I'm the author of Intab, a Chrome extension that lets you view a link inline as opposed to a new tab. There's not much fancy stuff going on behind the scenes, it's just an iframe that loads the URL the user clicked on.

It works great except for sites that set the X-Frame-Options header to DENY or SAMEORIGIN. Some really big sites like Google and Facebook both use it which makes for a slightly janky experience.

Is there any way to get around this? Since I'm using a Chrome extension, is there any browser level stuff I can access that might help? Looking for any ideas or help!

  • 3
    It might be different for extensions, but I know that in javascript there is currently no way of knowing if the load was blocked by X-Frame-Options. In javascript, no error is thrown and no events are triggered when a page load is blocked by X-Frame-Options. – G-Nugget Mar 20 '13 at 19:25
  • 1
    I don't think so its going to be possible. There is a reason why X-Frame-Option is added which is so that the Url cannot be framed in an Iframe which is not in a domain (in case of Same Origin). If somehow u are able to bypass this its a security breach/bug in X-Frame whihc will be fixed in the later version. Also more and more websites are using this option to add that security to their website without doing a lot of stuff:. It would be exciting to see if it can be beaten though. Thats my 2 cents. – user428747 Apr 9 '15 at 18:14
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    @user428747, Chrome extensions should be allowed to do it. They aren't javascript, they are part of the "trusted bundle" which means that they should be considered part of the browser itself. – Pacerier Dec 16 '16 at 9:45
up vote 57 down vote accepted

Chrome offers the webRequest API to intercept and modify HTTP requests. You can remove the X-Frame-Options header to allow inlining pages within an iframe.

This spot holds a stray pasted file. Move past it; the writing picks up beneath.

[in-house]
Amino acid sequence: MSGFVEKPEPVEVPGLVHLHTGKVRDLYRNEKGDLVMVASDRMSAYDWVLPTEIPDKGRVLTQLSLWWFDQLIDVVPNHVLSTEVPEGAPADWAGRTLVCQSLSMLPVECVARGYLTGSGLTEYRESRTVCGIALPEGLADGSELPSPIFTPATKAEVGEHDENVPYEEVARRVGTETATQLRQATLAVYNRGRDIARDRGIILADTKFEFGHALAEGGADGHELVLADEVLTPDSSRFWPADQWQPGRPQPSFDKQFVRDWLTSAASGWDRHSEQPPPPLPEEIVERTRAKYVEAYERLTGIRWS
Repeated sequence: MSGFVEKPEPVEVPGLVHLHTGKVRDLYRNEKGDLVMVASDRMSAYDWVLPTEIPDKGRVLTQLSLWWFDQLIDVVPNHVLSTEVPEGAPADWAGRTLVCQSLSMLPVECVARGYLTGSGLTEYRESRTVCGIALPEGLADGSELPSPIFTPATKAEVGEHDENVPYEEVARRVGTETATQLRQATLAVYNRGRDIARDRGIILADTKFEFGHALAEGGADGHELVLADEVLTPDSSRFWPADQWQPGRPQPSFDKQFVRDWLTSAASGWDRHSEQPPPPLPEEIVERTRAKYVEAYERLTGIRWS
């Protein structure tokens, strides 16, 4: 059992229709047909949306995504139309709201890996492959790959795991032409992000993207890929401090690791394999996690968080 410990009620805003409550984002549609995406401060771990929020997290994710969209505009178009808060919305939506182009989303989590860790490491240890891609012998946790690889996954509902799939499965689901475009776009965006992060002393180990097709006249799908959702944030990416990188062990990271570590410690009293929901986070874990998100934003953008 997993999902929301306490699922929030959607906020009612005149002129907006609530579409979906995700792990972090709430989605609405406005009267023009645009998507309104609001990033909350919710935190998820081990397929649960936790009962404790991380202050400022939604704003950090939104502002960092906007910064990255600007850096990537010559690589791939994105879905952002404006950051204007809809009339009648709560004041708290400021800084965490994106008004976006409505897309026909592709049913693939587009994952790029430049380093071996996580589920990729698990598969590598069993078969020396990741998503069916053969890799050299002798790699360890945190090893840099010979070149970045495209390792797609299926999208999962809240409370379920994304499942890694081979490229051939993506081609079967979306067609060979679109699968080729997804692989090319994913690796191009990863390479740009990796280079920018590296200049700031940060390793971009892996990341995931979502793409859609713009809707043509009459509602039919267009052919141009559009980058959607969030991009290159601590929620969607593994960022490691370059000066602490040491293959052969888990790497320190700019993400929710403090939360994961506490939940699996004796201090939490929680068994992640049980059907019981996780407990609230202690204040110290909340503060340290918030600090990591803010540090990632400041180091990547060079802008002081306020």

chrome.webRequest.onHeadersReceived.addListener(
    function(info) {
        var headers = info.responseHeaders;
        for (var i=headers.length-1; i>=0; --i) {
            var header = headers[i].name.toLowerCase();
            if (header == 'x-frame-options' || header == 'frame-options') {
                headers.splice(i, 1); // Remove header
            }
        }
        return {responseHeaders: headers};
    },
    {
        urls: [ '*://*/*' ], // Pattern to match all http(s) pages
        types: [ 'sub_frame' ]
    },
    ['blocking', 'responseHeaders']
);

In the manifest, you need to specify the webRequest and webRequestBlocking permissions, plus the URLs patterns you're intending to intercept.

  • 2
    Turns out webRequest isn't accessible on content-scripts. I'll have to move it over to a background. – Ian McIntyre Silber Mar 20 '13 at 23:55
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    @IanMcIntyreSilber Hello, I'm just wondering if you ever got this to work and if you could possibly teach me if you did. – Zachrip Mar 26 '13 at 13:40
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    @RobW X-Frame-Options can be set as a HTML meta element see: javascript.info/tutorial/clickjacking – Guy Korland Apr 1 '13 at 16:50
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    @GuyKorland I see. Chrome extensions cannot modify response bodies, so you're out of luck. – Rob W Apr 1 '13 at 16:54
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    @TaiwanGrapefruitTea Header modifications by extensions don't show up in the devtools. If you want to see whether the header modification was successful, take a look at chrome://net-internals/#events. – Rob W Aug 31 '15 at 19:20

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